Since the inception of software engineering, the major goal has been to control the development and maintenance of reliable software. To this end, many different design methodologies have been presented as a means to improve software quality through semantic clarity and syntactic accuracy during the specification and design phases of the software life cycle. On the other end of the life cycle, software quality metrics have been proposed to supply quantitative measures of the resultant software. This study is an attempt to unify the two concepts by providing a means to determine the quality of a design before its implementation. / Master of Science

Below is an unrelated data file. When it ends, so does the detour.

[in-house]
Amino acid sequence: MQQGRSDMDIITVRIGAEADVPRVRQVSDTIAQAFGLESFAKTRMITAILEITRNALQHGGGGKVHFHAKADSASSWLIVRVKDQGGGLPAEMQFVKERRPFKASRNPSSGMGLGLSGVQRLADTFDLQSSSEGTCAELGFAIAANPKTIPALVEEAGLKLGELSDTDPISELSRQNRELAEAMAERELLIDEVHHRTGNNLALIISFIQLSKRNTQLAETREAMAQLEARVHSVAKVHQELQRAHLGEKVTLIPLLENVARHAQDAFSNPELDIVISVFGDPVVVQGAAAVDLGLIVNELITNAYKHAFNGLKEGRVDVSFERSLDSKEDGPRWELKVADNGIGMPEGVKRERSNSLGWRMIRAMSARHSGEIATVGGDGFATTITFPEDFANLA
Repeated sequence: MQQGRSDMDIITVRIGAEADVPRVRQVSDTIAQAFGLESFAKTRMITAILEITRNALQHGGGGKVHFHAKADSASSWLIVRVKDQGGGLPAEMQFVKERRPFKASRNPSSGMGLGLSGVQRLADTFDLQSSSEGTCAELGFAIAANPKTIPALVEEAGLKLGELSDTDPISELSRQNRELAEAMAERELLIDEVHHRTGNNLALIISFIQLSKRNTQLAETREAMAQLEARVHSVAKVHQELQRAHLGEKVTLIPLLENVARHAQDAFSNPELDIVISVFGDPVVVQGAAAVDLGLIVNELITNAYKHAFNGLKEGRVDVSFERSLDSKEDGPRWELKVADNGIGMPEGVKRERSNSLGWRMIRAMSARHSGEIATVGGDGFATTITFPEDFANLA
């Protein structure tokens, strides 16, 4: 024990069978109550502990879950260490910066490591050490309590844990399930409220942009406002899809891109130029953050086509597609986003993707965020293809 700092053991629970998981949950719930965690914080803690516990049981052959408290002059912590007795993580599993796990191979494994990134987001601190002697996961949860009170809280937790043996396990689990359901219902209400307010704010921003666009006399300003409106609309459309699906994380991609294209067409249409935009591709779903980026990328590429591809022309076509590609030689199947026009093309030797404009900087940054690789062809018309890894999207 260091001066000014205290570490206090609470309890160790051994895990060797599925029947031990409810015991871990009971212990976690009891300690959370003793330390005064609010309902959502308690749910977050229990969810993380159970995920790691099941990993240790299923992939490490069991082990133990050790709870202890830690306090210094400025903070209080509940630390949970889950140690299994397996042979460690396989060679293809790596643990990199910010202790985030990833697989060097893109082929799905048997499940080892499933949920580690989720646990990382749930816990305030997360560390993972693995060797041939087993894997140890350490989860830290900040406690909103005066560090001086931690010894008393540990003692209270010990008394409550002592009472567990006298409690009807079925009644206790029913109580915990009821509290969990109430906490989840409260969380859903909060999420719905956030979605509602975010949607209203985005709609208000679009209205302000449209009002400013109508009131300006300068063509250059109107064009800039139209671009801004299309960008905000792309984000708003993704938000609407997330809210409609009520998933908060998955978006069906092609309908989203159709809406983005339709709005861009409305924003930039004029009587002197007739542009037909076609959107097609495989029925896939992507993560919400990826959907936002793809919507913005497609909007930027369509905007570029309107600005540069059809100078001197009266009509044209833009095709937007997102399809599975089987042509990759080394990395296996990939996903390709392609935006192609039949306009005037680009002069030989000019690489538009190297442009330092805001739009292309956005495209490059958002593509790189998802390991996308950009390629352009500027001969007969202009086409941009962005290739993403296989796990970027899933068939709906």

Enhancing effective implementation and adoption of web information system applications based on adoption theories.

Hansen, Stephen, University of Western Sydney, College of Health and Science, School of Computing and Mathematics January 2006 (has links)